The scheme's normal retirement age is 60 for most members, except for female members who elected on joining to retire at age 55. In the event of your resignation, retrenchment or invalidity prior to the normal retirement, you are entitled to receive a SSS benefit.
If you resign (or are discharged or dismissed) from employment before your early retirement age, you are entitled to receive a withdrawal benefit. The withdrawal benefit will consist of your total contributions, plus interest and an additional component based on the number of years of contributory service. However, if you elect to receive immediate payment of your withdrawal benefit, you will forfeit any spouse or de facto partner and children's benefits.
Alternatively, you may choose to defer your benefit entitlement in the scheme to be payable at a later date from age 55 (optional deferred benefit). This option provides a greater employer-financed benefit which is payable at the normal or early retirement age.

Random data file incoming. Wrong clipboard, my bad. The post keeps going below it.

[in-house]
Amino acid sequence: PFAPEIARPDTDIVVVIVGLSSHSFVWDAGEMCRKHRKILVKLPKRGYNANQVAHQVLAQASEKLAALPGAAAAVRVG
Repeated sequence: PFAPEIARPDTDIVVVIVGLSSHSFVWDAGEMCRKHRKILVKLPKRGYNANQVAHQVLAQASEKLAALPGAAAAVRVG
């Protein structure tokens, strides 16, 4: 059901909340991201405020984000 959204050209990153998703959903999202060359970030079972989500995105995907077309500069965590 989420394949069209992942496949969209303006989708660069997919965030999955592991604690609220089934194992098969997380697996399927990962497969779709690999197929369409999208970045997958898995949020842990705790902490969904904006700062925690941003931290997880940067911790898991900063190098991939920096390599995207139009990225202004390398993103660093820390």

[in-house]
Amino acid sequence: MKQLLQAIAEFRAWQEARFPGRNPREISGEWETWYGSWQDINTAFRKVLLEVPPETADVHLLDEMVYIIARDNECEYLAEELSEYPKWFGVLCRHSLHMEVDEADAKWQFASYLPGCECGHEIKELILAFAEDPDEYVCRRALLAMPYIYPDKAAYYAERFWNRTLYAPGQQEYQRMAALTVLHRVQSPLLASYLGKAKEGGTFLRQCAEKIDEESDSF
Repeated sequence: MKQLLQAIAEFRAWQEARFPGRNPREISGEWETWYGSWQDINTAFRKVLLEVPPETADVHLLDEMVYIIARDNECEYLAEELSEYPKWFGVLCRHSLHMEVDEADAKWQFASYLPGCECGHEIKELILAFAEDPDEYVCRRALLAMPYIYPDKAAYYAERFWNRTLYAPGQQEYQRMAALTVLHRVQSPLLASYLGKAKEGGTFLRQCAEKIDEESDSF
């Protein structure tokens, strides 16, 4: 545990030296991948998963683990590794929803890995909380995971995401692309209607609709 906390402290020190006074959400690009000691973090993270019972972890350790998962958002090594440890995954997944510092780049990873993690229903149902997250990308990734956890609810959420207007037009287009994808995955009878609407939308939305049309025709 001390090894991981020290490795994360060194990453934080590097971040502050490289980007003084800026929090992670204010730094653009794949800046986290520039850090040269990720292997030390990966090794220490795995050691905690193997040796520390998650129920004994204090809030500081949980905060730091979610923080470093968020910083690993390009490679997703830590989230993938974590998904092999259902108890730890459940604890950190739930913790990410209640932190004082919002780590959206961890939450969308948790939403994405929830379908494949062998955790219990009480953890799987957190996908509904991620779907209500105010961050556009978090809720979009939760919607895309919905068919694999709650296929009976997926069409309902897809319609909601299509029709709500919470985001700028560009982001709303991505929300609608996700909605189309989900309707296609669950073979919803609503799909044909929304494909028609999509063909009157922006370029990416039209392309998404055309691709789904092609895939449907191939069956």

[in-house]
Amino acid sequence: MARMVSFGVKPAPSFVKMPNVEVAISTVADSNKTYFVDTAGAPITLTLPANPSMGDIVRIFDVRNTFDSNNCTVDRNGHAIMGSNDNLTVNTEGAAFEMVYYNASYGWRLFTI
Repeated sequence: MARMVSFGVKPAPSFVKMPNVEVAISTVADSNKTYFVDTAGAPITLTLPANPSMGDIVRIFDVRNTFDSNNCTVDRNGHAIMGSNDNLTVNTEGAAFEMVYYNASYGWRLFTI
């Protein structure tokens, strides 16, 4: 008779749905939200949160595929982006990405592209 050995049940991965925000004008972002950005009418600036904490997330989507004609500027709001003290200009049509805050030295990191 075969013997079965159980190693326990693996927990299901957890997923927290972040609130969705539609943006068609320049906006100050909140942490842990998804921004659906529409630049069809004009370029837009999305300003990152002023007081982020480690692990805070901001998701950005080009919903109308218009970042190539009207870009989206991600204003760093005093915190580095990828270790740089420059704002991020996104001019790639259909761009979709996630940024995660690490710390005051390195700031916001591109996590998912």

In the event you are retrenched, a lump sum or pension (retrenchment benefit) is available depending on whether you are eligible for an early retirement or normal retirement benefit. That is, the retrenchment benefit payable will depend on whether you are under or over age 55. A special 'deferred' option is also available to members who are retrenched between age 50 and 55 (subject to your employer's approval).
A full pension is payable if you retire on the grounds of ill health. The invalidity retirement benefit will be payable if the Trustee determines that you can retire from your employment on the grounds of invalidity, or physical or mental incapacity to perform your duties.
If you are eligible to receive an invalidity or retrenchment pension, an option to exchange (commute) your pension will be available at specified times. For more information, refer to Commutation or exchanging your pension for a lump sum.